Due to their complexity, mortgages are the latest product to be digitalized, and the use of technologies can facilitate their migration.

For years, mortgages have been a highly complex financial product with limited access, as they involve extensive contracts and significant resources from both customers and banks.

However, in the era of digitalization and simplification of processes, mortgage loans are undergoing changes that will make them more flexible, faster, and personalized.

The biggest breakthroughs in the development of 100% virtual mortgages can be seen in countries such as the US and Spain, where new generations are showing a preference for online experiences: the average customer taking out a digital mortgage is between 30 and 40 years old.

Latin America is also beginning to take steps in this direction. Mexican banks are exploring ways to bring their mortgages to alternative channels while the Peruvian bank BCP aims to introduce a 24-hour approval system through its mobile application.

In this context, one of the most significant lessons from the European experience is that, with the help of new technologies, it is possible to offer a differentiated and more inclusive product.

While this takes place, financial institutions will face challenges, such as speeding up the entire process and improving the user experience so loan origination can be done online, while complying with regulatory requirements for property sales—signing contracts or notarizing documents, for example.

Solutions such as robotic process automation (RPA), machine learning (ML) and artificial intelligence (AI) are helping to digitalize and simplify these processes, even when fraud prevention assessment is required.

Personalization to avoid over-indebtedness

Usually, if a client acquires a product more suited to their payment possibilities, they’ll be in a better position to avoid over-indebtedness and meet their commitments.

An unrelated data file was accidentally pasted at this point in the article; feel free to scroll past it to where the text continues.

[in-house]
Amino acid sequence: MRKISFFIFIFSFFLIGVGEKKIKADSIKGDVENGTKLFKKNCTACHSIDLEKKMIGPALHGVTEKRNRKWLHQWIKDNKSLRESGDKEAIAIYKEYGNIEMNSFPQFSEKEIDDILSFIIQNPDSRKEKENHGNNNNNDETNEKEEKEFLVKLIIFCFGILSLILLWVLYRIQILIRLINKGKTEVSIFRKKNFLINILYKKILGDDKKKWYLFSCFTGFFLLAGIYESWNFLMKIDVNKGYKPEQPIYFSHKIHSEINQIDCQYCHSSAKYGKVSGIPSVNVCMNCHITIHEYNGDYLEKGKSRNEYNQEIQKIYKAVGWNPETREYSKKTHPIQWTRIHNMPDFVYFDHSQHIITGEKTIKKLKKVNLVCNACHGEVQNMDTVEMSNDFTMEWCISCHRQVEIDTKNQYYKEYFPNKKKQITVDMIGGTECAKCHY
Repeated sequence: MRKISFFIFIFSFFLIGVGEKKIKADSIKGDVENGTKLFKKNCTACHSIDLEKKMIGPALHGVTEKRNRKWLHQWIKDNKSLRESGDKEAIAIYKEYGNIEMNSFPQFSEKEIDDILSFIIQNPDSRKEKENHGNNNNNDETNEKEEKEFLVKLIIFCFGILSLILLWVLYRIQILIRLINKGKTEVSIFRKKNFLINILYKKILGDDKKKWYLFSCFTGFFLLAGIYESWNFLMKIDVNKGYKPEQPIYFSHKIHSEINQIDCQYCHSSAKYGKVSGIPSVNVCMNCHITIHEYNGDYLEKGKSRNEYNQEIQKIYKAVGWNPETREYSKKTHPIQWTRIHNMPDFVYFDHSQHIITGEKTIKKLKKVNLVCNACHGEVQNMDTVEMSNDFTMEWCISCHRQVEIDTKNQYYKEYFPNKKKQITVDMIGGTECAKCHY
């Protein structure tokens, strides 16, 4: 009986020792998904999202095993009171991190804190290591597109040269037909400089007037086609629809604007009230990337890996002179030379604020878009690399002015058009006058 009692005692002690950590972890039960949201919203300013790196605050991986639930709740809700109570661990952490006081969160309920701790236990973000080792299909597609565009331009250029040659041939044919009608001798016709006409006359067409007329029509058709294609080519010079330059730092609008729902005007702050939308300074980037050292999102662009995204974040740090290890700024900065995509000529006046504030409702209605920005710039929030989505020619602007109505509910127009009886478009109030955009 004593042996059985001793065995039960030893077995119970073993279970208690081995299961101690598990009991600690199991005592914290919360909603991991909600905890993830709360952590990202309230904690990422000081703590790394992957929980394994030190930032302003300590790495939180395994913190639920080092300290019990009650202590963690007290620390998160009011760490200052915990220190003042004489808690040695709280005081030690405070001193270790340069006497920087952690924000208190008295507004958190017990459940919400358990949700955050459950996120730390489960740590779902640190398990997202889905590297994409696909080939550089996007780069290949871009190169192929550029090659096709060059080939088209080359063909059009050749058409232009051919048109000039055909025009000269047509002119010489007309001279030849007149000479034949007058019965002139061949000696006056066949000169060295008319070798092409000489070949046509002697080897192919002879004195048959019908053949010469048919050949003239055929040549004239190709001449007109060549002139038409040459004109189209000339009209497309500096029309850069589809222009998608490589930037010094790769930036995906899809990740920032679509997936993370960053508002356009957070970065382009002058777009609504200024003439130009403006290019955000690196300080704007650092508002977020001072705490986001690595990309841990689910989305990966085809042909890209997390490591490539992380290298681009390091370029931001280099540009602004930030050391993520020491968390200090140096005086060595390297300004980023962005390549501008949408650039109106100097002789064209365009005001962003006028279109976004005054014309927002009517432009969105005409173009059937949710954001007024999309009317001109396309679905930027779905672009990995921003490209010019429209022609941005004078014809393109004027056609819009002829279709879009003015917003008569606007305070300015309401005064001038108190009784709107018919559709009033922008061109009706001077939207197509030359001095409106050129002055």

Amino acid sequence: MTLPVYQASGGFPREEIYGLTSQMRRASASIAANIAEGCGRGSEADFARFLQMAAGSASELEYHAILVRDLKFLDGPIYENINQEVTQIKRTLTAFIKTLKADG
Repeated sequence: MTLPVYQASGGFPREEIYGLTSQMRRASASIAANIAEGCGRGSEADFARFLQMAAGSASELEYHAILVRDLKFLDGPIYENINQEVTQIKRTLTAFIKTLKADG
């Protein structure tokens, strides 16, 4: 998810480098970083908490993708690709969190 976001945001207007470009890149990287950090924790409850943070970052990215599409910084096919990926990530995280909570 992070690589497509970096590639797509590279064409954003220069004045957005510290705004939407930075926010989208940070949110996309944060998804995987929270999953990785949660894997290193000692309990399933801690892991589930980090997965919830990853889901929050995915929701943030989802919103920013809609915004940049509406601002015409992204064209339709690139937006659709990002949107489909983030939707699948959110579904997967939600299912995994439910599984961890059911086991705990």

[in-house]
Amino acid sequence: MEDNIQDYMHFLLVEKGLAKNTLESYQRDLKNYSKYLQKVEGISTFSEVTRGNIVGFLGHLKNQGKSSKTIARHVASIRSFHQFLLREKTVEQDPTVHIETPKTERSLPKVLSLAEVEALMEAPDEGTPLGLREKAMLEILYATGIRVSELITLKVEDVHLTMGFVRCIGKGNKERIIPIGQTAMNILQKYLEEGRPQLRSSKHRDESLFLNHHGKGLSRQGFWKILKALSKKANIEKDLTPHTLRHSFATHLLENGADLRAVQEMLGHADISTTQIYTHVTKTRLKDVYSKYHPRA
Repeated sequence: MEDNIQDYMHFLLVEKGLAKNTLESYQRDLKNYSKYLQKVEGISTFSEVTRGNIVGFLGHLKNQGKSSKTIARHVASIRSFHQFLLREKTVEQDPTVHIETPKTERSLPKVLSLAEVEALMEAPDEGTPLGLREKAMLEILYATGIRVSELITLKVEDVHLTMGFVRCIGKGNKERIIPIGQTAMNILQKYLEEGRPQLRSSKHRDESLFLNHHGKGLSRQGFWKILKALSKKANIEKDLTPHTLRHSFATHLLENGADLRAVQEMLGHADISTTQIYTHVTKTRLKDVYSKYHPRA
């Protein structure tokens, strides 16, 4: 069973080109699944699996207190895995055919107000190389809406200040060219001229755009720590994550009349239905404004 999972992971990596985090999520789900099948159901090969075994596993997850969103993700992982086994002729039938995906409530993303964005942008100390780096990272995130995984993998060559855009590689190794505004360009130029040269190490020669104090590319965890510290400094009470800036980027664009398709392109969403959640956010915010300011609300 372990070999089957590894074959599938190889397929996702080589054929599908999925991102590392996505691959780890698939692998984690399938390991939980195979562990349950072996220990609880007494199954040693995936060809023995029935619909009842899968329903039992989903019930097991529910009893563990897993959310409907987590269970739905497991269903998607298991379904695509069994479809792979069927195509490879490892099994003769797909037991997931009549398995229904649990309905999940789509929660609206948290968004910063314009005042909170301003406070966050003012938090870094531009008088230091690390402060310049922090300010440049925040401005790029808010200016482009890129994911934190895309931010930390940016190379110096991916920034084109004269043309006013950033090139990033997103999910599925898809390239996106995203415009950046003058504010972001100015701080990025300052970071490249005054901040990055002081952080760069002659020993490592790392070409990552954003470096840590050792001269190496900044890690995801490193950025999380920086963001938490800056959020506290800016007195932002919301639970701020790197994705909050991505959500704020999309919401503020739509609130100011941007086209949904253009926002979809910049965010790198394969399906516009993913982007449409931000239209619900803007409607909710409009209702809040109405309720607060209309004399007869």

In terms of personalization, among the strategies and technologies that have been developed are credit recommendation and selection tools, such as platforms that compare products from different lenders and let clients choose the best option according to their needs, means and preferences.

After answering a series of simple questions (the type of property to be purchased, expected time for repaying the mortgage, funds to cover the down payment), the user is presented with customized options.

Customers can continue on a self-directed virtual path or seek guidance from advisors at branches.

There are also tools that analyze the creditworthiness of potential borrowers, their documentation and payment capacity, and recommend lenders. Banks will have to pay close attention to the development of these solutions in order to establish effective partnerships.

Data collection and analysis for accurate credit delivery

The traditional loan format works by analyzing data from physical documents provided by the client and calculating a debt-to-income ratio.

It’s possible to streamline these processes thanks to advances in machine learning and adaptive learning and recognition techniques, which replicate tasks currently handled by humans. Lenders will be able to employ increasingly powerful technologies and thus better focus on assessing customers’ ability to pay.

Self-service options are already beginning to replace certain sales and processing tasks, such as document collection, product selection, as well as the tracking of award status and subsequently, payment status.

One of the most relevant use cases is to index documents beforehand to know what information they contain (e.g., document X is a payment receipt and must contain income-related data fields).

These technologies also help highlight the most relevant parts for the loan processor, who can spend more time gathering valuable information for granting the loan.

Accordingly, lenders should evaluate which manual tasks they can automate, taking into account available and emerging technologies.

Investment in technology and human resources

Investing in technological development must be given consideration in order to offer efficient digital mortgages. Here, modern systems can maximize the value of human talent, improving the productivity and efficiency of employees by moving them away from repetitive tasks to parts of the chain where they’re really needed.

It’s also important to bear in mind that the complexity of these products warrants making in-person—or telephone—assistance available at some stages of the process. Some procedures may be solved through virtual assistants and even with natural language solutions.

Although the digital mortgage has a self-service feel, human resources will still play a relevant role for users who demand advice, interaction, and trust that transcends screens.

Andy Tran